BRINGING TIPPING BACK

A pioneer in the US no-tipping movement is abandoning it after customer complaints

The US may not be ready to eliminate tipping in restaurants after all.

Joe’s Crab Shack, the first large US restaurant chain to try to end tipping, is abandoning the experiment after only six months. The seafood chain said last week that it will extinguish the no-tip model in 14 of the 18 restaurants it was being tested in because of customer and staff complaints.

The restaurant chain hopped on the no-tipping bandwagon in November, after restauranteur Danny Meyer’s Union Square Hospitality Group was hailed for eliminating tipping in its restaurants and incorporating the cost of hospitality into the bill instead. But unlike in Meyer’s upscale New York dining staples, which have flourished under the new policy, Joe’s Crab Shack customers have headed for the door since the locations went tip-free.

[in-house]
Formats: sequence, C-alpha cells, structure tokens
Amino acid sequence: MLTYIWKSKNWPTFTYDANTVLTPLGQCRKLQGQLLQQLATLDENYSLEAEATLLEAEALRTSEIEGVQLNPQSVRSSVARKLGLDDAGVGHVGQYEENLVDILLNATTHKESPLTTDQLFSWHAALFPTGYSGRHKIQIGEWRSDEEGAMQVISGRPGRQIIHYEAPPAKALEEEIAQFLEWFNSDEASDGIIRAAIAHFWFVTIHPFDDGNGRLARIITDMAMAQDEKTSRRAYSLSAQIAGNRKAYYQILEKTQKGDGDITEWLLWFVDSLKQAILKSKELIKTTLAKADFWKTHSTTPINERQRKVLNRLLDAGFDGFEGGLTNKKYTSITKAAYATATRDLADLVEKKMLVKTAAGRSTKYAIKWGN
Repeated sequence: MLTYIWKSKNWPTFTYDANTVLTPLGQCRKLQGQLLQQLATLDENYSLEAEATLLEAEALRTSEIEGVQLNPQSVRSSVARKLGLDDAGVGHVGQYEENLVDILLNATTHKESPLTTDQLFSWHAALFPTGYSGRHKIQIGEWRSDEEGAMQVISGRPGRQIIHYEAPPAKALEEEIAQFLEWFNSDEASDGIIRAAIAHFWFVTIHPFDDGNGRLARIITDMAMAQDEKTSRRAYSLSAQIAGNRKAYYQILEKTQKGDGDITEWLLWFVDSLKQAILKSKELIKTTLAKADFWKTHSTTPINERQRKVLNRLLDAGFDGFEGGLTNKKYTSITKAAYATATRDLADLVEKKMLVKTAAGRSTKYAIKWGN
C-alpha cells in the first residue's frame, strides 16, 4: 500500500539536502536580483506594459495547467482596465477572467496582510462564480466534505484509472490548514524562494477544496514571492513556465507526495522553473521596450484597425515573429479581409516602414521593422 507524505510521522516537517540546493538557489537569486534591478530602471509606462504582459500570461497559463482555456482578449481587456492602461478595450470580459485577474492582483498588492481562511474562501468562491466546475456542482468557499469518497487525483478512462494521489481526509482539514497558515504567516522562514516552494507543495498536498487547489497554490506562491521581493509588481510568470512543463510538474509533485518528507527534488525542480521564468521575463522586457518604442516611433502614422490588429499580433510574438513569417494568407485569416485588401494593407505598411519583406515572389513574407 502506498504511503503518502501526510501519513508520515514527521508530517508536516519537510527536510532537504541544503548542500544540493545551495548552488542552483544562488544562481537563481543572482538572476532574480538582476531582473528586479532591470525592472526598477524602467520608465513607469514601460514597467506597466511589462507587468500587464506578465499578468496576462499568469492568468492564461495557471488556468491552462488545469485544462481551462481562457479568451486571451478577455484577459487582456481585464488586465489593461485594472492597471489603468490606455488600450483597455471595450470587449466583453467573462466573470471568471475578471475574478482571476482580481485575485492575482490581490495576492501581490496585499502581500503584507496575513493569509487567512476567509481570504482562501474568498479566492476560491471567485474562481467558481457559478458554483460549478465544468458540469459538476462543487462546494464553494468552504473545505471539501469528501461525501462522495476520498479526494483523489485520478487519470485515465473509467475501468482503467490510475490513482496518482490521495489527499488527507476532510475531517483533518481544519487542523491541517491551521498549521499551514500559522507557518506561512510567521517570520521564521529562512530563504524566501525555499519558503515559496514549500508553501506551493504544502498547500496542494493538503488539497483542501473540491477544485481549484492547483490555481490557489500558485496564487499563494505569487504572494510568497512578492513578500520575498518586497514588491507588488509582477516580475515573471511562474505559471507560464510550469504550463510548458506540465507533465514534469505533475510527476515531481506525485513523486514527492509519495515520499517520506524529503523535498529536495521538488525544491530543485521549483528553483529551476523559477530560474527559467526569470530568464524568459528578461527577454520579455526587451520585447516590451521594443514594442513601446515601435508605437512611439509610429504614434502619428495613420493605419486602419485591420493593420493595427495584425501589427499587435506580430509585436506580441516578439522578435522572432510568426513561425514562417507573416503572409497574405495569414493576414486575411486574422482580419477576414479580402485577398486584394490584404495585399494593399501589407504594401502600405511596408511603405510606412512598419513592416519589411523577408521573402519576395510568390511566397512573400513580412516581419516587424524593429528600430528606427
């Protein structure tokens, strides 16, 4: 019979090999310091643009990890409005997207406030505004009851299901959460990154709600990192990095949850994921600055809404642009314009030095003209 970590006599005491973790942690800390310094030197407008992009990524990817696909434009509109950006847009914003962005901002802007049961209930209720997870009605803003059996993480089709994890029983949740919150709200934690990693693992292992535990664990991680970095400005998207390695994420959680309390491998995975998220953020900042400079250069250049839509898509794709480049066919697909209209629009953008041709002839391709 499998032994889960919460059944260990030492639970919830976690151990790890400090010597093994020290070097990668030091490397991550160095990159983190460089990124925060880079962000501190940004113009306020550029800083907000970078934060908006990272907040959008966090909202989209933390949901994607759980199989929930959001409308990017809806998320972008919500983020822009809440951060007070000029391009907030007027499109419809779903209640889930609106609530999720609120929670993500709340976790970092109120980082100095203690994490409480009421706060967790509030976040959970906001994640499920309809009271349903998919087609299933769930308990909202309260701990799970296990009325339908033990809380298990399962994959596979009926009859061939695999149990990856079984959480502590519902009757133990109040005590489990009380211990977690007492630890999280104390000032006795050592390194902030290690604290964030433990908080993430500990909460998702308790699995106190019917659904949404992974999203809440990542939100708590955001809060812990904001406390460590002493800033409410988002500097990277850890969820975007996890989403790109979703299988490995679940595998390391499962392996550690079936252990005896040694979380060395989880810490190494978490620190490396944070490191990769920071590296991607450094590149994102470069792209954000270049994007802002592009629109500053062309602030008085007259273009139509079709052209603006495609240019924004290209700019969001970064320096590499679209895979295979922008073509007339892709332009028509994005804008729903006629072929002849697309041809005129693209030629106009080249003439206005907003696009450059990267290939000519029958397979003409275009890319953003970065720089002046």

“Our customers and staff spoke very loudly and a lot of them voted with their feet,” Bob Merritt, CEO of Ignite Restaurant Group, which owns Joe’s Crab Shack, said during the company’s recent first-quarter earnings call.

Consumer research showed that 60% of Joe’s Crab Shack customers disliked the new policy, Merritt said. As part of the pilot program, the restaurant chain raised prices at test locations to cover the loss of tips. Some customers didn’t trust restaurant management to pass those extra earnings onto the staff, or felt that ending tips also ended the incentive for good service.

At the 18 test locations, 8% to 10% of customers shared negative feedback, Merritt said.

Prices will return to normal at the 14 locations where the no-tipping model is being shuttered. But the company expects it will take some time to patch up its relationship with customers who were turned off by the pilot program.

“When you roll back prices, you rarely get credit for it very quickly,” said Merritt. “It’s going to take us time to rebuild that.”

Joe’s Crab Shack will retain the no-tipping model at four of its 130 locations, where the policy actually worked well. The company said it isn’t sure why the policy was more successful in some places than others, but is trying to figure that out.

It did not immediately return requests for comment on which locations would maintain the pilot program.

Feature image by Doug Orleans via Flickr, cropped and licensed under CC 2.0.

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